As the political action and community discourse over the Naranja Park Bond question in Oro Valley continue, the Town continually reminds residents that the bond is being put to a vote as a result of community input.
Members of the Oro Valley Sports Alliance were responsible for much of this input. The collective of youth, adult and senior sports organizations formed earlier this year in order to advocate for the development and operations of new sports facilities in the town. Fred Narcaroti, business manager for the Oro Valley Dolphins and President of the Oro Valley sports alliance, along with other OVSA board members, decided that their voices would be more powerful if they spoke up as a group.
“We’ve tried to have a unified base coming together, instead of a bunch of different voices coming to town representatives as healthy athletic communities for tournaments,” Narcaroti said.
Narcaroti has been involved with the Dolphins for 12 years, serving as everything from the team’s secretary to their cheer coach. OVSA board member Don McGann coaches youth lacrosse in the Town and is also on the board of Oro Valley Lacrosse and Tucson Youth Lacrosse.
Currently, the Oro Valley Dolphins practice at the the Amphitheater High School and Canyon Del Oro High School football fields, as well as the Casas Church Fields and James D. Kriegh Park. Without enough room for the 225 Dolphins to practice in the same area, there isn’t enough room for the group to host tournaments either. Tournaments for sports like baseball and lacrosse, the two men said, need at least four fields in the same area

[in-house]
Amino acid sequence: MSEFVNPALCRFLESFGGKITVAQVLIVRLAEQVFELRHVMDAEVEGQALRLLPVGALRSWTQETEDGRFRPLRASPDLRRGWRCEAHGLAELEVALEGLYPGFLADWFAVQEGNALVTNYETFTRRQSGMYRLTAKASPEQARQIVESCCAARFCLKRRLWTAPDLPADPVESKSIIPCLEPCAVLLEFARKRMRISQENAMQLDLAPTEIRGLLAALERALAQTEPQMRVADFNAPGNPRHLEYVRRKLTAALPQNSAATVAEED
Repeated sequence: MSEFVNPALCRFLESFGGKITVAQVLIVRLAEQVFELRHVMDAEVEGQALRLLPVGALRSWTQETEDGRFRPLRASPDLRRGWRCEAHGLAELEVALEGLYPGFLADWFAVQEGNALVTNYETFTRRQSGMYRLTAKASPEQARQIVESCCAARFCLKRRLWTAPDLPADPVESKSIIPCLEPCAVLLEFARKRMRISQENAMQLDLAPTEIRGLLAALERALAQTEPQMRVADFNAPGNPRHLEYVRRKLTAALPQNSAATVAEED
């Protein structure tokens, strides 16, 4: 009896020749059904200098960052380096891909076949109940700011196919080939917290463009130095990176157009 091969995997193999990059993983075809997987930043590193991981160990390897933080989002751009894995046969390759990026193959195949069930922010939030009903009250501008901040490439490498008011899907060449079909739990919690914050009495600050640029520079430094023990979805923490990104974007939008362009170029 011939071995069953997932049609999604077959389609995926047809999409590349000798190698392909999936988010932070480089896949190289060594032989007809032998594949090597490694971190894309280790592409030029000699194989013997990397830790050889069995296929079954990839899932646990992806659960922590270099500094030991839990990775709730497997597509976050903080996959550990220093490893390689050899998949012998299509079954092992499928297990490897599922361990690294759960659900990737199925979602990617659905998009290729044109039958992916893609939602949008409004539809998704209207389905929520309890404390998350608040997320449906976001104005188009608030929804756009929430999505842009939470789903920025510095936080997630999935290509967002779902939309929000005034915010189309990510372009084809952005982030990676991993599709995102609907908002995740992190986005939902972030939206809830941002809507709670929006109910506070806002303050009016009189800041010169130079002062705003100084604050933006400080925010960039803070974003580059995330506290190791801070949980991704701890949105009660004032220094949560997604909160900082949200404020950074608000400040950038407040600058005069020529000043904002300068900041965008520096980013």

“Without that in Tucson, we drive 15 times a year up to Phoenix to participate,” Narcaroti said. “It’s really quite a lot to ask of parents [and] it becomes cost prohibitive for kids that do want to play within their own town.”
McGann and Narcaroti also said the cost of renting fields, especially school fields, has become cost prohibitive as rates have gone up.
There is a three hour minimum for renting fields in the Amphi district. For a football and track with lights, the fee is $50 per hour. Without lights, the fee is $25 per hour. According to James Burns, executive manager of operational support for Amphitheater Public Schools, a $10/hour fee is also charged for custodial staff to stock supplies, unlock and clean restrooms. The fee is $35/hour on the weekends. To mitigate costs, the Dolphins often bring their own port-a-potties and lights to practices. They own eight sets of generator-run lights (one of which is out of commission) and rent two more.
School’s in Oro Valley’s Amphitheater District have a total of 31 fields (including practice fields) for baseball and softball, plus one for t-ball. There are 12 fields used for soccer, football or both.
In terms of public parks, James D. Kriegh has three baseball and two softball diamonds, Canada del Oro Riverfront has two softball diamonds and two multi-use fields and Naranja Park has four “extra large” multi-use fields.
The rates for Pima County Public Parks are lower. For example, a public field with lights is $15/hour and a youth league or nonprofit fields with lights are $7.50/hour.